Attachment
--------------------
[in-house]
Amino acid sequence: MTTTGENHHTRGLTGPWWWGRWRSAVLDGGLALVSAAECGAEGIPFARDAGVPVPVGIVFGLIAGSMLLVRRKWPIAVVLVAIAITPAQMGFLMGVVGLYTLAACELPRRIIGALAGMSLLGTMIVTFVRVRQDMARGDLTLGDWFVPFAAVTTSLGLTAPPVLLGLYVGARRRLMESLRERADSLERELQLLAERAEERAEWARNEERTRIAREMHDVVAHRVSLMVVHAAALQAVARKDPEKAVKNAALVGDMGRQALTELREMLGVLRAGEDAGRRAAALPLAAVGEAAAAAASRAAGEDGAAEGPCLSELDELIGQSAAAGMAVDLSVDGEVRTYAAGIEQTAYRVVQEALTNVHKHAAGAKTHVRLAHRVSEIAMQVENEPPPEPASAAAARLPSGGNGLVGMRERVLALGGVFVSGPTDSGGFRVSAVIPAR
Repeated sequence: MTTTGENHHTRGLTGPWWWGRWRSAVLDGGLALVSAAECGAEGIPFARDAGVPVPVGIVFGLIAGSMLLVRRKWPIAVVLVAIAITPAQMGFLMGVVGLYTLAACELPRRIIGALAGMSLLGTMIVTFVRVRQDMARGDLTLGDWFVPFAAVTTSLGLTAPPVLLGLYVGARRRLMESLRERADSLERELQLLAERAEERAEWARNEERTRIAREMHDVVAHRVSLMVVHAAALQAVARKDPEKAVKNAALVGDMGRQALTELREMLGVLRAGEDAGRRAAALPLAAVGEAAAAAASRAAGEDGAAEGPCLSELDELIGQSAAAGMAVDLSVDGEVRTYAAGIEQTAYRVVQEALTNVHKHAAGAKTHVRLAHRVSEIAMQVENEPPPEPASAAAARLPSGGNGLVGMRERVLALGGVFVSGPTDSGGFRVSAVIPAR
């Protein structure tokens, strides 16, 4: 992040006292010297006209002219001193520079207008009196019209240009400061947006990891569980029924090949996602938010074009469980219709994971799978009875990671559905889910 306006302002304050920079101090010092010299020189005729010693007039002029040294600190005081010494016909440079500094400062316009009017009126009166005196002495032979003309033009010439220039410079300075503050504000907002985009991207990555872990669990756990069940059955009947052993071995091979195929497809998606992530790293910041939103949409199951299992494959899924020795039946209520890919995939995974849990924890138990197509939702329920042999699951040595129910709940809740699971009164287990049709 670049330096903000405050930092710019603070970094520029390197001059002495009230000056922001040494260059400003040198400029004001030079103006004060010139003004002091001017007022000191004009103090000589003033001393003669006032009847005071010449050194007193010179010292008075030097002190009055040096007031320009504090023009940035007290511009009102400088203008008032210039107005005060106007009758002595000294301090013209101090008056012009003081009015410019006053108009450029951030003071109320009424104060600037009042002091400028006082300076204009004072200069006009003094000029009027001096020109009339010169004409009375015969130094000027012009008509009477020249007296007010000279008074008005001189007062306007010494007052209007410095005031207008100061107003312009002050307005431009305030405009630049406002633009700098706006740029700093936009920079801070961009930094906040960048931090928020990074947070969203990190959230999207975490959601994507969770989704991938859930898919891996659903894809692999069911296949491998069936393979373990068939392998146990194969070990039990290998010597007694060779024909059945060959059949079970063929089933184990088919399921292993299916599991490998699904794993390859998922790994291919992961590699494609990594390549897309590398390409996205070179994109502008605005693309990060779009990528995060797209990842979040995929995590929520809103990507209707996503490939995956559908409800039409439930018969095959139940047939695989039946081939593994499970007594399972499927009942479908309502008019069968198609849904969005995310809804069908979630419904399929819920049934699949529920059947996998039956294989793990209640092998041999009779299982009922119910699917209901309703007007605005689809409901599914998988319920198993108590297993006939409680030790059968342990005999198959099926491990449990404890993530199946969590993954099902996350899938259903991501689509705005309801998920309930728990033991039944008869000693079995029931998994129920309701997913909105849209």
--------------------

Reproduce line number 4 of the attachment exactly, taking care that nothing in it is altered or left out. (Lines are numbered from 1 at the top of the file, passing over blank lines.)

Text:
């Protein structure tokens, strides 16, 4: 992040006292010297006209002219001193520079207008009196019209240009400061947006990891569980029924090949996602938010074009469980219709994971799978009875990671559905889910 306006302002304050920079101090010092010299020189005729010693007039002029040294600190005081010494016909440079500094400062316009009017009126009166005196002495032979003309033009010439220039410079300075503050504000907002985009991207990555872990669990756990069940059955009947052993071995091979195929497809998606992530790293910041939103949409199951299992494959899924020795039946209520890919995939995974849990924890138990197509939702329920042999699951040595129910709940809740699971009164287990049709 670049330096903000405050930092710019603070970094520029390197001059002495009230000056922001040494260059400003040198400029004001030079103006004060010139003004002091001017007022000191004009103090000589003033001393003669006032009847005071010449050194007193010179010292008075030097002190009055040096007031320009504090023009940035007290511009009102400088203008008032210039107005005060106007009758002595000294301090013209101090008056012009003081009015410019006053108009450029951030003071109320009424104060600037009042002091400028006082300076204009004072200069006009003094000029009027001096020109009339010169004409009375015969130094000027012009008509009477020249007296007010000279008074008005001189007062306007010494007052209007410095005031207008100061107003312009002050307005431009305030405009630049406002633009700098706006740029700093936009920079801070961009930094906040960048931090928020990074947070969203990190959230999207975490959601994507969770989704991938859930898919891996659903894809692999069911296949491998069936393979373990068939392998146990194969070990039990290998010597007694060779024909059945060959059949079970063929089933184990088919399921292993299916599991490998699904794993390859998922790994291919992961590699494609990594390549897309590398390409996205070179994109502008605005693309990060779009990528995060797209990842979040995929995590929520809103990507209707996503490939995956559908409800039409439930018969095959139940047939695989039946081939593994499970007594399972499927009942479908309502008019069968198609849904969005995310809804069908979630419904399929819920049934699949529920059947996998039956294989793990209640092998041999009779299982009922119910699917209901309703007007605005689809409901599914998988319920198993108590297993006939409680030790059968342990005999198959099926491990449990404890993530199946969590993954099902996350899938259903991501689509705005309801998920309930728990033991039944008869000693079995029931998994129920309701997913909105849209």